Where student violence is a problem on some days, student disorder is a problem every day. Sure enough, we found public school teachers were much more likely to report that student misbehavior (37 percent versus 21 percent) or tardiness and class cutting (33 percent versus 17 percent) disrupt their classes. One in eight public school teachers reported that physical conflicts among students occurred every day; only one in 50 private school teachers said the same (12 percent versus 2 percent). How are teachers supposed to teach?

The institutional environment is undermined by government control in other ways, too, undercutting teachers’ relationships with peers and school leaders:

Where parents are in charge, the school is free to be itself, and that cultivates a strong spirit. Private school teachers were much more likely to strongly agree that there is a great deal of cooperation between staff members (60 percent versus 41 percent), that their colleagues shared their values and understanding of the core mission of the school (63 percent versus 38 percent), and that their fellow teachers consistently enforced school rules (42 percent versus 29 percent).

These intangible factors affect how schools manage their more material affairs. Private schools almost always have smaller budgets than public schools. Yet somehow private school teachers were more likely to strongly agree they had all the textbooks and supplies they needed (67 percent versus 41 percent). They were also more likely to strongly agree they got all the support they needed to teach special needs students (72 percent versus 64 percent). And although their class sizes were only moderately smaller, private school teachers were much more likely to strongly agree that they were satisfied with their class sizes (61 percent versus 34 percent).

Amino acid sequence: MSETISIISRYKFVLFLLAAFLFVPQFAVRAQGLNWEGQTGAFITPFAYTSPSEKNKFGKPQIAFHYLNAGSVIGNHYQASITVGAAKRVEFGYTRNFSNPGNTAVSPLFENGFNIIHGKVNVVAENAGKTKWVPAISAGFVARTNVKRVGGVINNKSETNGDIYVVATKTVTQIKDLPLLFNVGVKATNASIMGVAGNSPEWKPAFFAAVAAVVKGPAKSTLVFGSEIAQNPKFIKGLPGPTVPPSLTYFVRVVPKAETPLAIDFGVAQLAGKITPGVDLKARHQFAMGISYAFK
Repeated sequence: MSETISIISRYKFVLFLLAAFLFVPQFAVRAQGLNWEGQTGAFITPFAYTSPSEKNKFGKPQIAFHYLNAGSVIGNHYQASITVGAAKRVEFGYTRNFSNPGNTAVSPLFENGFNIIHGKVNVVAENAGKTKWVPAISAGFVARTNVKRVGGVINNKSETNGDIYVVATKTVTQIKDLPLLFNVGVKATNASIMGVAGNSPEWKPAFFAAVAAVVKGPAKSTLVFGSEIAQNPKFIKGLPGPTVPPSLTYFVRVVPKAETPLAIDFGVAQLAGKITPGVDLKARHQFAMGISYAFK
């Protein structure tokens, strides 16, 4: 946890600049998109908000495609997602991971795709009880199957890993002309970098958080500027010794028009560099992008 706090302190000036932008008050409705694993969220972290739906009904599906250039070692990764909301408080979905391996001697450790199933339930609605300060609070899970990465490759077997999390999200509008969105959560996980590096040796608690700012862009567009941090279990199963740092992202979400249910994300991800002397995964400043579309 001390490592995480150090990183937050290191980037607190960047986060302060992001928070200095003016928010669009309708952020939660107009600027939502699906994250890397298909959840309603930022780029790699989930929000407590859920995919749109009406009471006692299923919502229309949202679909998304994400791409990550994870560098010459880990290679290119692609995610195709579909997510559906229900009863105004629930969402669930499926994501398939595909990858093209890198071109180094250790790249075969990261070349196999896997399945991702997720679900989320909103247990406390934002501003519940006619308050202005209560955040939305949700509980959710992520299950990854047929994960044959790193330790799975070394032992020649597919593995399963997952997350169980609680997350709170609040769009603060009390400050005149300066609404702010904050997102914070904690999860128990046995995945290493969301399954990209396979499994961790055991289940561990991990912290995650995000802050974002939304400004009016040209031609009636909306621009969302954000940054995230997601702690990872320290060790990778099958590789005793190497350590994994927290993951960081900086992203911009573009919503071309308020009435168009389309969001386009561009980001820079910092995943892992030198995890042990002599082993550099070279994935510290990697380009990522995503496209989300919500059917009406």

Sure enough, teachers who are accountable to parents are a lot happier than teachers who are accountable to government. Check it out and let me know what you think!


The Next Accountability – Teachers and Schools

August 25, 2016

Little-sprouts_-Grow-bean-sprouts-in-your-back-garden

EdChoice has posted Part 2 of my new series on The Next Accountability. In Part 1 I outlined what we most want from a good education; now I outline the most important qualities teachers and schools should have to deliver these results:

All this can be summed up by saying that teachers need to be wise and professional. Wisdom means teachers possess themselves the capacities of head, hands and heart that we want students to develop. Professionalism means that teachers’ primary motivation is not to check boxes on a curricular chart or maximize formal outcomes such as test scores, or even to please parents, but to help students develop those capacities of head, hands and heart that the teachers possess and the students need.

The great challenge we face is that in our society, where we are free to disagree about what is good, true and beautiful, we lack consensus about what constitutes a good education. Good schools are therefore those that manage to overcome legal and bureaucratic obstacles to operate as free communities, with a shared commitment both to freedom of disagreement about the highest things and also to bonds of interdependence and reciprocity:

Freedom and community tend to lose their meaning when separated from one another. Real community means people freely choose to be in community. And real freedom can only be protected by a community that loves freedom and institutionalizes it as a shared, public moral commitment.

Next, in Part 3: how the two great camps in the debate over accountability – advocates of technocracy and choice – are, in different ways, trying unsuccessfully to sidestep the core problem of building consensus in a pluralistic society.

Stay tuned! Your thoughts are very welcome as always.


The Next Accountability: What Do We Want from Schools?

August 3, 2016

Little-sprouts_-Grow-bean-sprouts-in-your-back-garden

(Guest post by Greg Forster)

Today the newly renamed EdChoice launches Part 1 of my series of articles on The Next Accoutability, previewed with an introduction a few weeks ago.